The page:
Bucknell’s Theatre & Dance department asks audiences “Can We Talk About It?”


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Kelsey Werkheiser, News Co-Editor

Bucknell’s Theatre and Dance Department presented “Can We Talk About It?: Recurrence,” a forum theatre performance, on Feb. 17-20. The play was originally conceived by the THEA 390 class of Fall 2022 and was then developed by cfrancis blackchild (instructor of THEA 390) and the performance’s ensemble. 

Forum theatre is a form of performance in which the same scene is performed twice, but the audience has the chance to interact with and alter the second scene. In between these two performances, there is a chance for the audience to ask questions to the actors as they remain in character, in order to gain more information that could influence their interactions. In this performance, actors could also be “timed out,” and whatever they told the audience would not be known by the rest of the characters. Then, as the scene restarts, the audience is now allowed to yell “stop!” at any moment they choose and step in as a new character in order to reroute the scene towards a more productive outcome. 

Ultimately, a Forum Theatre play is only finished when the audience, the community’s ‘spect-actors,’ show up and work with the characters to create a better outcome,” blackchild said. “We were fortunate to have engaged audiences throughout the run of the show. It was awesome to watch members of Bucknell apply their problem-solving skills to help the members of the contentious study group find common ground.”

“Recurrence” was written to address social issues at Bucknell, based on the Bucknell University 2011 Campus Climate report. The students of THEA 390 used national data, the research of Bucknell scholars Dr. Bill Flack, Dr. Erica Delsandro, Dr. David Rojas, Hannah Holt and student input to inform their writing. What resulted was a scene based in fictional “Louisburgh University,” in which a group of students from a social justice dinner seminar are tackling a recent incident on campus. 

The performance is prefaced by the facilitators, Ariel E. Ulrich ’25 on Feb. 18 and 19, Maya Gurung ’26 and Kaitlyn Carduff ’25 on 17 and 20, explaining the interactive features and the facilitators would then continue to move the show along between scenes and during audience interaction.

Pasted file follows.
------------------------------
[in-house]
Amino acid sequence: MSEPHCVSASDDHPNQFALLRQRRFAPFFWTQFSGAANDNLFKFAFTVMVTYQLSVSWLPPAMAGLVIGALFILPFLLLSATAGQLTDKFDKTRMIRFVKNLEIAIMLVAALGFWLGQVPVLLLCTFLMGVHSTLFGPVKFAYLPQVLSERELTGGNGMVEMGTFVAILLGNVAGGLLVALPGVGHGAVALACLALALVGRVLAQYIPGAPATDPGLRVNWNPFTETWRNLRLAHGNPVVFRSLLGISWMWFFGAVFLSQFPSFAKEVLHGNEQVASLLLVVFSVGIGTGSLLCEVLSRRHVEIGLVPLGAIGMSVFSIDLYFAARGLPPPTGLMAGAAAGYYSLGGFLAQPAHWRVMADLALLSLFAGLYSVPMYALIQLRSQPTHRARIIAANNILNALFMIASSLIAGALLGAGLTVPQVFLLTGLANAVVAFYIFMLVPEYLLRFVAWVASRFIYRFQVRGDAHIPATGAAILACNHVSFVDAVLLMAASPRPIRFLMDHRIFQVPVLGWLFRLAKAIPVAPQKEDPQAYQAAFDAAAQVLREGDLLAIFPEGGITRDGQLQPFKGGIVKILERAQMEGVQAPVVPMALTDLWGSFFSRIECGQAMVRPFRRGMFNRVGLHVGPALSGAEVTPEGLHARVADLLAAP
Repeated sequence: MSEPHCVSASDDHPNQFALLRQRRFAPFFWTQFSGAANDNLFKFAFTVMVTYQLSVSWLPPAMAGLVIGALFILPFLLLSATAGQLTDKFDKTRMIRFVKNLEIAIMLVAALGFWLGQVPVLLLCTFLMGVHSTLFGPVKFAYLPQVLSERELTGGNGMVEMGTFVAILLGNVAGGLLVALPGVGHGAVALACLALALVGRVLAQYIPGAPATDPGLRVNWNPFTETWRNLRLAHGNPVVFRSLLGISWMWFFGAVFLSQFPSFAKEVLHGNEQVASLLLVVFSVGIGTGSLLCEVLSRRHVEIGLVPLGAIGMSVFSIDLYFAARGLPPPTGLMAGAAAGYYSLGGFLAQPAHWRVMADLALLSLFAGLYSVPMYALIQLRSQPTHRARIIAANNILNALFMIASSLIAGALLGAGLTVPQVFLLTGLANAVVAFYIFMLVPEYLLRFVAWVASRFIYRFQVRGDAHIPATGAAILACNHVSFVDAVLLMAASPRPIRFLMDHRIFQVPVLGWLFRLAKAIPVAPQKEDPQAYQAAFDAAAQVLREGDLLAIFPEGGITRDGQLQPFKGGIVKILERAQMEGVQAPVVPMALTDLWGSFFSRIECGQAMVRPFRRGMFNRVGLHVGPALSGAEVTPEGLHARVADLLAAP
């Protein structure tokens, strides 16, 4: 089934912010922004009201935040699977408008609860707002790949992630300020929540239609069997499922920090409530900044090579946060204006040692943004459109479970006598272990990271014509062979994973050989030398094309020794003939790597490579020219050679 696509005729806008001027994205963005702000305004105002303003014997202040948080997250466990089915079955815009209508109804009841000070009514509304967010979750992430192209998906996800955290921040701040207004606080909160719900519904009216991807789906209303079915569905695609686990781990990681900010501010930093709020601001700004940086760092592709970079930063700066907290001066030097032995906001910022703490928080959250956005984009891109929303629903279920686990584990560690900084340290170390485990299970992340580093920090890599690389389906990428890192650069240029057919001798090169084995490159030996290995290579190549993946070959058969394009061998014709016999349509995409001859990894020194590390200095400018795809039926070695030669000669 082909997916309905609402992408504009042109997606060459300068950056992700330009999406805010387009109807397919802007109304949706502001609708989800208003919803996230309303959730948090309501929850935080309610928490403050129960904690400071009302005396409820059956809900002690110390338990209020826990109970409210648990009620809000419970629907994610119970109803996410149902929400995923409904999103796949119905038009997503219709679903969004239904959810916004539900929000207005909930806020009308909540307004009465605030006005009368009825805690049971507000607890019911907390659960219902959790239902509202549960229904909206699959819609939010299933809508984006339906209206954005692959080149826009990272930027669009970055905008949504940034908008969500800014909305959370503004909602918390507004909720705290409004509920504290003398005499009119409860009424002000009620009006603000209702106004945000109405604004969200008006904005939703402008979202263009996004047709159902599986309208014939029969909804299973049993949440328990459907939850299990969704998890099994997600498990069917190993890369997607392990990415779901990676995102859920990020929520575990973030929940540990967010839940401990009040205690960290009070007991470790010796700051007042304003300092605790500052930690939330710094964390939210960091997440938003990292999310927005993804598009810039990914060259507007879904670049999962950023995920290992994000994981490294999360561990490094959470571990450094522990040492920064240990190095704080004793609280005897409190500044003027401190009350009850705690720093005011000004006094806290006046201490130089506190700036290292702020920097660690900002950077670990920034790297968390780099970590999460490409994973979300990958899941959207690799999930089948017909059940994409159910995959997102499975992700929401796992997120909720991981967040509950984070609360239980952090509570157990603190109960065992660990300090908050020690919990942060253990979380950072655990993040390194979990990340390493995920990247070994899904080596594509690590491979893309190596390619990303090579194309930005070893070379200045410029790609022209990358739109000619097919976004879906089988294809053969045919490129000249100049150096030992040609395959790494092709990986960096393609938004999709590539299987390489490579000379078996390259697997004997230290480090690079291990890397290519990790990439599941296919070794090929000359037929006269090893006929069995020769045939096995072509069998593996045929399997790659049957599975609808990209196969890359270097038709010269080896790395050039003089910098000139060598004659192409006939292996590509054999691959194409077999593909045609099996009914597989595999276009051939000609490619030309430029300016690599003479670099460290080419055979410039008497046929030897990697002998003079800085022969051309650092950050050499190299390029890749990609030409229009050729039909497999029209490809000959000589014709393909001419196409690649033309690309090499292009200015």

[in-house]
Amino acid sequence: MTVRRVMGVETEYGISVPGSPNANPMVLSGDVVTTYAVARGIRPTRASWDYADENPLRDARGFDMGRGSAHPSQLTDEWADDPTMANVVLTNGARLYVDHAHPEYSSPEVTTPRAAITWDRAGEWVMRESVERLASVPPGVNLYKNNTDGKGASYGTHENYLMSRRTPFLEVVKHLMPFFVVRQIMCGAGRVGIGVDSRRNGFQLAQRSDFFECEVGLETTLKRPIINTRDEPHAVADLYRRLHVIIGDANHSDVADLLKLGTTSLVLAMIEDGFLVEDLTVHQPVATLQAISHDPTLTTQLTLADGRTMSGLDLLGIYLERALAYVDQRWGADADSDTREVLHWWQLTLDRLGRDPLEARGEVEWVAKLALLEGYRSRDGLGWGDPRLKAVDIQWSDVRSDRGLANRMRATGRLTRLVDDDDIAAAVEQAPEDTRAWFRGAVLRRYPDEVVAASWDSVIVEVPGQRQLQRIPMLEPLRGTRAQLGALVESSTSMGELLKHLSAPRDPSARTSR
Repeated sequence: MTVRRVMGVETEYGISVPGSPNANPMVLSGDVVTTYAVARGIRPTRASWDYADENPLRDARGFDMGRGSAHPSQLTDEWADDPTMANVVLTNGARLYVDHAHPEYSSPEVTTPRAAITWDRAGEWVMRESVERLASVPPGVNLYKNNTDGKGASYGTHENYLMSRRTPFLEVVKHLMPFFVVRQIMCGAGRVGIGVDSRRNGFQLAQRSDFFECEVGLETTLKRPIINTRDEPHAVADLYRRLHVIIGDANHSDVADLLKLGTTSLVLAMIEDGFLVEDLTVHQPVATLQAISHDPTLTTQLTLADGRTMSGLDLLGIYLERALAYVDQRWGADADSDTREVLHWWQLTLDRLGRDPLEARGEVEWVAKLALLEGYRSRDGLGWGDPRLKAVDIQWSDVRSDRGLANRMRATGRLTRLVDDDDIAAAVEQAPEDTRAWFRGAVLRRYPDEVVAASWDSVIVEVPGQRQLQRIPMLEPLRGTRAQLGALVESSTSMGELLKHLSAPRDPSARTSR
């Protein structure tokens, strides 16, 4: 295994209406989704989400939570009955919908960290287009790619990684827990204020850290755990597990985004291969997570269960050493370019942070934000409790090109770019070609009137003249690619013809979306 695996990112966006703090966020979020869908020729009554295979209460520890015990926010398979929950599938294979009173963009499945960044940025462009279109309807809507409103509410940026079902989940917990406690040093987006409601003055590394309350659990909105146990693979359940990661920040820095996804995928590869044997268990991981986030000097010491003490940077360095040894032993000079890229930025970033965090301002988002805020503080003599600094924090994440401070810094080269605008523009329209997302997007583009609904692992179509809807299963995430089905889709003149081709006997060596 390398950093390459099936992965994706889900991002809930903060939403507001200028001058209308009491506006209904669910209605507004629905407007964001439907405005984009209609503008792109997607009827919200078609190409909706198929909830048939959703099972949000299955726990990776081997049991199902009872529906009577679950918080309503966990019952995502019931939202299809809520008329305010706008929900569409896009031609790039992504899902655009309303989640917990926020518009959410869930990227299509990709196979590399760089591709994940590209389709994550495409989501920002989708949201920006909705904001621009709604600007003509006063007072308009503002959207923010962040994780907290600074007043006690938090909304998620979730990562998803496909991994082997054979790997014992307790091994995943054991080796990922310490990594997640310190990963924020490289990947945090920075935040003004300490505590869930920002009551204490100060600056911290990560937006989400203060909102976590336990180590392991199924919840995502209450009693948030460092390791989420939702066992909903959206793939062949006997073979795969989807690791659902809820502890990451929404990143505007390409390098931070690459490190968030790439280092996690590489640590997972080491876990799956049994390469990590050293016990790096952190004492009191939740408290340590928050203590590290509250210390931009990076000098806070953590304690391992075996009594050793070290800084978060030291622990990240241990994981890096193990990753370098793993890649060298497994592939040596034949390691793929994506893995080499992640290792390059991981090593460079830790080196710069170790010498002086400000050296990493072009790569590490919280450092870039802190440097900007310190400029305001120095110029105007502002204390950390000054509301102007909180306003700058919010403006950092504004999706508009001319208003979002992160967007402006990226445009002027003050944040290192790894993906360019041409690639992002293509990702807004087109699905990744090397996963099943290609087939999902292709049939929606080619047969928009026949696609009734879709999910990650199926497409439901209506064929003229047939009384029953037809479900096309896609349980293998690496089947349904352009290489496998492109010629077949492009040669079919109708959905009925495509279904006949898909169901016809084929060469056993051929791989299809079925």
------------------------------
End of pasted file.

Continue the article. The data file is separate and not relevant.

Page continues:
“The entire forum theatre process was very interesting for me personally,” read Gurung’s actor’s statement in the program. “I have never been in a show before where I had played the character outside of the scene and was able to voice intentions I have due to things that happen outside the scene.”

The scene begins with characters Hope, a role split by Gurung and Jazmin Ramirez ’23, and Leilani, portrayed by Twity Gitonga ’24, waiting for others to join their class meeting. The group is supposed to be brainstorming responses to a recent incident in which multiple Black History Month bulletin boards have been vandalized and torn in the residence halls, their hall being the most recent. Leilani immediately characterizes herself as a determined social activist, whereas Hope seems concerned about the issue, yet a little resigned due to work pressure from her major and peers. 

The first student to join them is Zara (Azhani Duncan-Reese ’23) who clashes with Leilani because she seems disinterested in contributing to the cause. The two are in the middle of a heated argument when Jamie (Carduff/Ulrich) appears at the door, frozen there until Leilani notices her. Jamie stammers out a “hi” before walking across the “room” to get some packets of sugar, and her peers ask if she’s going to stay for the meeting.

Jamie admits she was unaware of the meeting because she hadn’t read their professor’s e-mail, and the others ask Jamie if she’s even aware of the incident. Sitting down, she says that she knew it had happened to other halls but didn’t know it had struck theirs as well. The others accuse the frat brothers that Jamie hangs around of being the perpetrators, which does nothing but rile up the group even more.

“Being able to go so in depth with the characters allowed for some really good questions to be asked,” read Ulrich’s actor’s statement. “I am so grateful that I was granted the opportunity to be a part of this ensemble amongst these other wonderful actors.”

The last to join the meeting is Cam, Brynn Withey ’26, who builds off of the accusations towards Jamie’s friends, insisting that if Jamie knows who it was that she should tell the group. Cam then begins to build her character as a “white savior,” formulating solutions and responses to the incident without consulting the students of color in the room. She mentions that she had been talking with Habitat for Humanity in her hometown, which caused more outrage in the group because they were confused as to how that relates to the issue at hand. Finally, the scene goes dark.

At this point, the audience was able to begin their interaction with the performance and ask the characters questions. The scene then played out again, with audience members yelling out “stop!” (“in the name of love,” blackchild jokes) and step into the scene to change its direction and hopefully reroute it away from the argument that has unfolded. Professors were allowed to step in as themselves, and anyone else was expected to step in as a peer. 

“Working on ‘Can We Talk About It?’ has been a really interesting experience, both from a technical perspective and a theatrical one,” James Howe ’23, Stage Manager, said. “As the show went on and I identified more with some of the characters, it was interesting seeing how the audience interacted with them, what they were called out on and the solutions which were offered to them. This allowed me to reflect on my own biases and how I hold myself going through life.”

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